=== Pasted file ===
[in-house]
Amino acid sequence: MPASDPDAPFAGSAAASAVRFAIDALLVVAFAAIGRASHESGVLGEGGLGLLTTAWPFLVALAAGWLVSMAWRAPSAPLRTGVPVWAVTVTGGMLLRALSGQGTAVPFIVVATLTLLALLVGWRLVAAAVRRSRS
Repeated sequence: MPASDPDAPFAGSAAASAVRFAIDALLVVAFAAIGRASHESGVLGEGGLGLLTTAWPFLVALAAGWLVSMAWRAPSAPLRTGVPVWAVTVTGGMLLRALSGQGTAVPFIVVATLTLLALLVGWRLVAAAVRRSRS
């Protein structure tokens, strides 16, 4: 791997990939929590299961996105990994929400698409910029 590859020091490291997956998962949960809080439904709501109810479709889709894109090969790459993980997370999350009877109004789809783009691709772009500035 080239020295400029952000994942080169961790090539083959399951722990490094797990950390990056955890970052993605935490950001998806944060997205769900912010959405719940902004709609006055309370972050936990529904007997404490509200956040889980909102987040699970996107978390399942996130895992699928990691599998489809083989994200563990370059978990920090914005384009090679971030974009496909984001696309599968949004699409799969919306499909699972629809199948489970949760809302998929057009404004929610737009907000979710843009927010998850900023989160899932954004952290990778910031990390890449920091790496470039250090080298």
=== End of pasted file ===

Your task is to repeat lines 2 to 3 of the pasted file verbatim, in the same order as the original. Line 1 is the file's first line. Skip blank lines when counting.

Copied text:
Amino acid sequence: MPASDPDAPFAGSAAASAVRFAIDALLVVAFAAIGRASHESGVLGEGGLGLLTTAWPFLVALAAGWLVSMAWRAPSAPLRTGVPVWAVTVTGGMLLRALSGQGTAVPFIVVATLTLLALLVGWRLVAAAVRRSRS
Repeated sequence: MPASDPDAPFAGSAAASAVRFAIDALLVVAFAAIGRASHESGVLGEGGLGLLTTAWPFLVALAAGWLVSMAWRAPSAPLRTGVPVWAVTVTGGMLLRALSGQGTAVPFIVVATLTLLALLVGWRLVAAAVRRSRS